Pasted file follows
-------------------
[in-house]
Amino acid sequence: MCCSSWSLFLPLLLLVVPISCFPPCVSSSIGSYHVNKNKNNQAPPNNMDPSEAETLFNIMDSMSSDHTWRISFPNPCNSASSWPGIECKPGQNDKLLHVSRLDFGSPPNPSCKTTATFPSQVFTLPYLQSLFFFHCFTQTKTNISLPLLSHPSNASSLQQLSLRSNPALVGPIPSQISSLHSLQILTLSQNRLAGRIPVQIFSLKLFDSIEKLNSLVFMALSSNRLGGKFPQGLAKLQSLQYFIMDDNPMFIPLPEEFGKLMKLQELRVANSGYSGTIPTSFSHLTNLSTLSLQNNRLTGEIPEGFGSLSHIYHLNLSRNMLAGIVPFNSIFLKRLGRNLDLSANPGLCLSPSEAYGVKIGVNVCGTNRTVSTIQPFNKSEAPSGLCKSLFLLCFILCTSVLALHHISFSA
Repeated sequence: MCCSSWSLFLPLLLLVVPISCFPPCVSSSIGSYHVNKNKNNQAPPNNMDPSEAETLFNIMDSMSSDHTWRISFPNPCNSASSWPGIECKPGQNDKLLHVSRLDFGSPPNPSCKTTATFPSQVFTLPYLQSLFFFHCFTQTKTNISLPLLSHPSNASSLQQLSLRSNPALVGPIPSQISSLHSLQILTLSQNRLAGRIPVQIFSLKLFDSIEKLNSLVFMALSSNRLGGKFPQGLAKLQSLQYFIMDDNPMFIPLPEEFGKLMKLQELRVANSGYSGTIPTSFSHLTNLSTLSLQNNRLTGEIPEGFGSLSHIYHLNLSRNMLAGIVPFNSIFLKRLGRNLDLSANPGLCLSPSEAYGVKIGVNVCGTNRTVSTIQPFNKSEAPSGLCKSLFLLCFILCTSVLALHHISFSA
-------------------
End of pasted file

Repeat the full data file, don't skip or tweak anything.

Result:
[in-house]
Amino acid sequence: MCCSSWSLFLPLLLLVVPISCFPPCVSSSIGSYHVNKNKNNQAPPNNMDPSEAETLFNIMDSMSSDHTWRISFPNPCNSASSWPGIECKPGQNDKLLHVSRLDFGSPPNPSCKTTATFPSQVFTLPYLQSLFFFHCFTQTKTNISLPLLSHPSNASSLQQLSLRSNPALVGPIPSQISSLHSLQILTLSQNRLAGRIPVQIFSLKLFDSIEKLNSLVFMALSSNRLGGKFPQGLAKLQSLQYFIMDDNPMFIPLPEEFGKLMKLQELRVANSGYSGTIPTSFSHLTNLSTLSLQNNRLTGEIPEGFGSLSHIYHLNLSRNMLAGIVPFNSIFLKRLGRNLDLSANPGLCLSPSEAYGVKIGVNVCGTNRTVSTIQPFNKSEAPSGLCKSLFLLCFILCTSVLALHHISFSA
Repeated sequence: MCCSSWSLFLPLLLLVVPISCFPPCVSSSIGSYHVNKNKNNQAPPNNMDPSEAETLFNIMDSMSSDHTWRISFPNPCNSASSWPGIECKPGQNDKLLHVSRLDFGSPPNPSCKTTATFPSQVFTLPYLQSLFFFHCFTQTKTNISLPLLSHPSNASSLQQLSLRSNPALVGPIPSQISSLHSLQILTLSQNRLAGRIPVQIFSLKLFDSIEKLNSLVFMALSSNRLGGKFPQGLAKLQSLQYFIMDDNPMFIPLPEEFGKLMKLQELRVANSGYSGTIPTSFSHLTNLSTLSLQNNRLTGEIPEGFGSLSHIYHLNLSRNMLAGIVPFNSIFLKRLGRNLDLSANPGLCLSPSEAYGVKIGVNVCGTNRTVSTIQPFNKSEAPSGLCKSLFLLCFILCTSVLALHHISFSA